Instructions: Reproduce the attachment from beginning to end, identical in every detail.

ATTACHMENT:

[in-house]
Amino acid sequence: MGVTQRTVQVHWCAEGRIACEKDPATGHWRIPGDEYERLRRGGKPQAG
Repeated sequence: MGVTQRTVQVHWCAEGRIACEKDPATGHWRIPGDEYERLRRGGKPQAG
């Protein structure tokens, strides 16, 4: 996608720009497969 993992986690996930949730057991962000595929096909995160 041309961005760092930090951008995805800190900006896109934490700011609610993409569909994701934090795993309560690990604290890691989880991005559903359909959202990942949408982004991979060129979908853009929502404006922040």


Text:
[in-house]
Amino acid sequence: MGVTQRTVQVHWCAEGRIACEKDPATGHWRIPGDEYERLRRGGKPQAG
Repeated sequence: MGVTQRTVQVHWCAEGRIACEKDPATGHWRIPGDEYERLRRGGKPQAG
């Protein structure tokens, strides 16, 4: 996608720009497969 993992986690996930949730057991962000595929096909995160 041309961005760092930090951008995805800190900006896109934490700011609610993409569909994701934090795993309560690990604290890691989880991005559903359909959202990942949408982004991979060129979908853009929502404006922040």